AKB48: The Return of Idol Music and the Rise of the Superfan

Ian Martin [Profile]

[2014.08.08] Read in: العربية |

Idol pop phenomenon AKB48 hit the news in two very different ways over the past few months. The first was a vicious and unexpected attack on group members Kawaei Rina and Iriyama Anna at a May 25 meet-and-greet event in Iwate Prefecture by a man wielding a 50-centimeter saw. The second was the altogether more choreographed and celebratory spectacle of the group’s annual “election,” which determines the lineup for the next single and the group’s next “leader”—a position claimed by Watanabe Mayu during the June 7 event.

Both these events, however, reveal different facets of a conflict that lies at the heart of the group’s business model, and indeed that of Japanese idol culture in general.

Idol Culture: Rise, Fall, and Resurgence

First, a bit of history. Idols were the big stars of the economic boom times of the 1980s. Shining bright among their ranks were the saucy Koizumi Kyōko, sophisticated Nakamori Akina, and iconic Matsuda Seiko. Their popularity and public profiles were driven as much by their commercial endorsements as by their music, and the concept of the “CM idol,” labeled with the Japanese term for television commercials, was very much grounded in the 1980s. The decade also saw the appearance of the first “mass idol” group, Onyanko Club, which included more than 50 members during the relatively short course of its activity. This group was produced by one Akimoto Yasushi.

The 1990s, on the other hand, saw idol culture move underground. These years were the age of J-Pop, and fans wanted more grown-up stars, more casual fashion, more band-oriented music. In the 1990s, idol music in its classic form was dead as a mainstream phenomenon. Idol singers and groups still existed, but they had become absorbed into otaku subculture, cultivating smaller but more dedicated fan bases.

The idol revival kicked off in earnest in 1999 with the hit “Love Machine” by Morning Musume, a group based around the same mass-idol template as Onyanko Club. Akimoto’s re-emergence on the music stage with AKB48 a few years later sealed the return of idol culture as the dominant pop cultural phenomenon of the 2000s. He accomplished this by combining the rampant commercialism of the 1980s with the underground fan culture model of the 90s.

Forming Intimate Ties with Superstars

The post-1990s idol revival has coincided with 15 years of near unbroken decline in music sales generally. Part of AKB48’s success has come from an ability to squeeze greater and greater amounts of money out of a declining market. A trade-off is made between the group and the fans in a bargain where the latter spend increasing amounts of money on CDs and other goods in exchange for access and proximity to the group members. Despite their stadium-filling success, AKB48 still maintain a 200-capacity theater in Akihabara where members of the group continue to put on shows for fans lucky or dedicated enough to have qualified for tickets.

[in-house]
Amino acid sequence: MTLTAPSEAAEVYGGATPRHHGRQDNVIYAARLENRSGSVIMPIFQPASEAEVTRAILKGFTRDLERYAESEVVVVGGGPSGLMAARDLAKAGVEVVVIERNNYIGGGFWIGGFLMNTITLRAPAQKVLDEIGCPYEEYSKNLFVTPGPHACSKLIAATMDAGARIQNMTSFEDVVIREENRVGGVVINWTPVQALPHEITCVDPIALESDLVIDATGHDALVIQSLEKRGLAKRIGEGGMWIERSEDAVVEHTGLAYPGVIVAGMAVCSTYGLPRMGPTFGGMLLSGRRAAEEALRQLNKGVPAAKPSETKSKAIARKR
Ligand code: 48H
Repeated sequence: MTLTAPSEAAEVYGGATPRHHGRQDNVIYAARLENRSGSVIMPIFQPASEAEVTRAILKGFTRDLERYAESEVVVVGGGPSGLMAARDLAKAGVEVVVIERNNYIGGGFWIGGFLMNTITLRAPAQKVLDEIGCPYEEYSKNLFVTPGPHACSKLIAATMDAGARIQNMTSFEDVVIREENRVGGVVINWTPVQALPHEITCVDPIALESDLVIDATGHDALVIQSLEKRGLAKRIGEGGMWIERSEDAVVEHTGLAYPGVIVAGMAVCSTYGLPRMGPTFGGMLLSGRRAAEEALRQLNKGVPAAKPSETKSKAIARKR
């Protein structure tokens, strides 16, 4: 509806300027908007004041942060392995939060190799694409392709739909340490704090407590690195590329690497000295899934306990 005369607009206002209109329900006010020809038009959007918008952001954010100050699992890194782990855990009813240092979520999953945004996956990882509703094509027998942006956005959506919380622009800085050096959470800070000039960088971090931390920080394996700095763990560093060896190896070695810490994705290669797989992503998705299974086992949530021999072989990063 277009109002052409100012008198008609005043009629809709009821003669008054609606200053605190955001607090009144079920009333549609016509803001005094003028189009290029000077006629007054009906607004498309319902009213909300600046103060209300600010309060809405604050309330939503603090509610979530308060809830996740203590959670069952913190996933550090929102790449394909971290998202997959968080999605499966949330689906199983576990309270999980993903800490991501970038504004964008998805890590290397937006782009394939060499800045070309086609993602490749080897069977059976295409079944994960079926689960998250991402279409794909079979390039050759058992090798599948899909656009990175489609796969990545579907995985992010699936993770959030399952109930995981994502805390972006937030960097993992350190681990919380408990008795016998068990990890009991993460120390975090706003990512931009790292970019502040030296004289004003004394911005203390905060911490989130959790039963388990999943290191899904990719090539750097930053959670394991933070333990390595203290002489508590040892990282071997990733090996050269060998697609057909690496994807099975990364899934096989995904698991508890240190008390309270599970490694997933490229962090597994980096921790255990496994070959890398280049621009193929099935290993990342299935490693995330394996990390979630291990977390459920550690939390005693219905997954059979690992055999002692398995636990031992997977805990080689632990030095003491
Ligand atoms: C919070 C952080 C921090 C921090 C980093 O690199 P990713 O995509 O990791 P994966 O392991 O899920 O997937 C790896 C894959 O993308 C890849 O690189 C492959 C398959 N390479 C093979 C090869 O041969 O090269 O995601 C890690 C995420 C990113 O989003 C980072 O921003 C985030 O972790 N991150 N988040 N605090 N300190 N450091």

It’s this carefully maintained illusion of intimacy between the group and the fans, with its roots in idol music’s underground 1990s days, that lies at the heart of the “handshake greeting,” where fans who buy CDs and merchandise can queue up to meet their favorite members. It was at one of these meetings that the May 25 saw attack, carried out by a 24-year-old man, took place.

The mass spectacle of the AKB48 “election” is another facet of this relationship between group and fans. A ticket entitling you to one vote is included with one of the group’s singles. The more CDs you buy, the more votes you get. AKB48 single sales typically jump by about 50% during election month. Again, the purpose of the election is to foster a sense of connection between the fans and the group, with money here traded for influence over the girls’ careers. It allows fans to feel that they are contributing to the group’s development even as their success makes them increasingly remote.

Power in the Hands of Fans

To outsiders, this relationship often seems fraught with a sort of barely repressed sexual tension. There’s certainly enough of that to support a series of video game dating simulators featuring members of AKB48 and their sister groups. The way the elections appear to encourage fans to view the girls as property, to be rewarded and punished according to how they may have pleased or displeased their masters, can seem rather disturbing. However, it’s also true that a lot of the appeal of AKB48 and any number of other idol groups lies in their chaste (although admittedly ruthlessly monetized) role as avatars providing an outlet, or even a replacement, for the unrealized—or perhaps never even fully formed—dreams of fans.

With the increase in security in the aftermath of the Iwate attack, the sense of intimacy between group and fans has come under increased pressure. But with Google Trends continuing to show a decline in general interest in the group, maintaining the interest of these dedicated superfans will continue to be of paramount importance to the AKB48 business model.

(Originally written in English on July 31, 2014. Banner photo: The 16 AKB48 members voted as most popular in the group’s recent election. © Jiji Press.)

  • [2014.08.08]

Music columnist for the Japan Times and the owner of Tokyo-based indie music label Call And Response Records. He has been organizing music events in Tokyo and elsewhere in Japan since 2004. Reach him on Twitter as @ianfmartin.

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